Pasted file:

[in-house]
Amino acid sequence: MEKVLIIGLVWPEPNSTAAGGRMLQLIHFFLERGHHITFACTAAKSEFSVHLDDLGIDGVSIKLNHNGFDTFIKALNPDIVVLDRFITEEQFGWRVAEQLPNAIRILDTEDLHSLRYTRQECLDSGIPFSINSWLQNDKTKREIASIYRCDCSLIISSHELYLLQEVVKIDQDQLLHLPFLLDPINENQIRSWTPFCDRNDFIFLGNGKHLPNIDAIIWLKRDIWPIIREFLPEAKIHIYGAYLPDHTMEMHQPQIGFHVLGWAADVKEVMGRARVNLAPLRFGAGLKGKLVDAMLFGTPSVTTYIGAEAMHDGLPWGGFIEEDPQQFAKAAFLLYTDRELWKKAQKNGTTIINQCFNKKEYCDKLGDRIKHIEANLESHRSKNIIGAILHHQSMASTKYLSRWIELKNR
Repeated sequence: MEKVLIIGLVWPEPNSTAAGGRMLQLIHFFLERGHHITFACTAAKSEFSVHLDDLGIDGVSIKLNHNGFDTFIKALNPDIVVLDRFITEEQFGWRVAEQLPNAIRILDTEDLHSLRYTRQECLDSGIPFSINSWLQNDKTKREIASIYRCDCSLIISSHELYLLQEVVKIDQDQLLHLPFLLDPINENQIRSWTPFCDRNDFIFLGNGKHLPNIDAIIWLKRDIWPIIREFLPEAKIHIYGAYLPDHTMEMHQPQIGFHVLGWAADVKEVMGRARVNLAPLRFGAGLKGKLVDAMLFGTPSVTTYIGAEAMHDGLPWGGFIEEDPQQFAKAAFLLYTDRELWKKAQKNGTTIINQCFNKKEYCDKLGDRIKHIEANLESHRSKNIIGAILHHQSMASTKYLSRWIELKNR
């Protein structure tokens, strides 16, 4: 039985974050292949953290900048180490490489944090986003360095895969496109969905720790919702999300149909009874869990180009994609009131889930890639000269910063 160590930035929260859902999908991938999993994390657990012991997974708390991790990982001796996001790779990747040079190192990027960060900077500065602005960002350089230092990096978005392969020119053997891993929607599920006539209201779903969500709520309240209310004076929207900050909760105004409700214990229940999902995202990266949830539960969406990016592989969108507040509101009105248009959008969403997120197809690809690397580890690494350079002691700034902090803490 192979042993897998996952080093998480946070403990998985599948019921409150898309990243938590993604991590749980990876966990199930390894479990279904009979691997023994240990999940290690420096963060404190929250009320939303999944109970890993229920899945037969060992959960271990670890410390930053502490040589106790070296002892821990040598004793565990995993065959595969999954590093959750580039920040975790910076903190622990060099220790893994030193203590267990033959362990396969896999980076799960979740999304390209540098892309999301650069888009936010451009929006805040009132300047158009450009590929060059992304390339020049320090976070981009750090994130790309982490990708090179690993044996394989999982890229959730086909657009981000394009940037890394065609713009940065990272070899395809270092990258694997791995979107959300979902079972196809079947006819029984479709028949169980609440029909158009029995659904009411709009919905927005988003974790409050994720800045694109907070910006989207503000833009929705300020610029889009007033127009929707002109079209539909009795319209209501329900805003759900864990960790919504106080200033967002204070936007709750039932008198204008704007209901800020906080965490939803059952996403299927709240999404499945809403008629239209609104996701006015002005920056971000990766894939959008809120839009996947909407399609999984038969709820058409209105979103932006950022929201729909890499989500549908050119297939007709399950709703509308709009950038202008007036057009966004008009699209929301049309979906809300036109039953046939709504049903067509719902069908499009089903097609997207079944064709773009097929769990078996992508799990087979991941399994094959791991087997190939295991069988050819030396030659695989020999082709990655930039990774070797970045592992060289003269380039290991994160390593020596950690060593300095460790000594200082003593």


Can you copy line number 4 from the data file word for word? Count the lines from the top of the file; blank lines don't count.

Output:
């Protein structure tokens, strides 16, 4: 039985974050292949953290900048180490490489944090986003360095895969496109969905720790919702999300149909009874869990180009994609009131889930890639000269910063 160590930035929260859902999908991938999993994390657990012991997974708390991790990982001796996001790779990747040079190192990027960060900077500065602005960002350089230092990096978005392969020119053997891993929607599920006539209201779903969500709520309240209310004076929207900050909760105004409700214990229940999902995202990266949830539960969406990016592989969108507040509101009105248009959008969403997120197809690809690397580890690494350079002691700034902090803490 192979042993897998996952080093998480946070403990998985599948019921409150898309990243938590993604991590749980990876966990199930390894479990279904009979691997023994240990999940290690420096963060404190929250009320939303999944109970890993229920899945037969060992959960271990670890410390930053502490040589106790070296002892821990040598004793565990995993065959595969999954590093959750580039920040975790910076903190622990060099220790893994030193203590267990033959362990396969896999980076799960979740999304390209540098892309999301650069888009936010451009929006805040009132300047158009450009590929060059992304390339020049320090976070981009750090994130790309982490990708090179690993044996394989999982890229959730086909657009981000394009940037890394065609713009940065990272070899395809270092990258694997791995979107959300979902079972196809079947006819029984479709028949169980609440029909158009029995659904009411709009919905927005988003974790409050994720800045694109907070910006989207503000833009929705300020610029889009007033127009929707002109079209539909009795319209209501329900805003759900864990960790919504106080200033967002204070936007709750039932008198204008704007209901800020906080965490939803059952996403299927709240999404499945809403008629239209609104996701006015002005920056971000990766894939959008809120839009996947909407399609999984038969709820058409209105979103932006950022929201729909890499989500549908050119297939007709399950709703509308709009950038202008007036057009966004008009699209929301049309979906809300036109039953046939709504049903067509719902069908499009089903097609997207079944064709773009097929769990078996992508799990087979991941399994094959791991087997190939295991069988050819030396030659695989020999082709990655930039990774070797970045592992060289003269380039290991994160390593020596950690060593300095460790000594200082003593």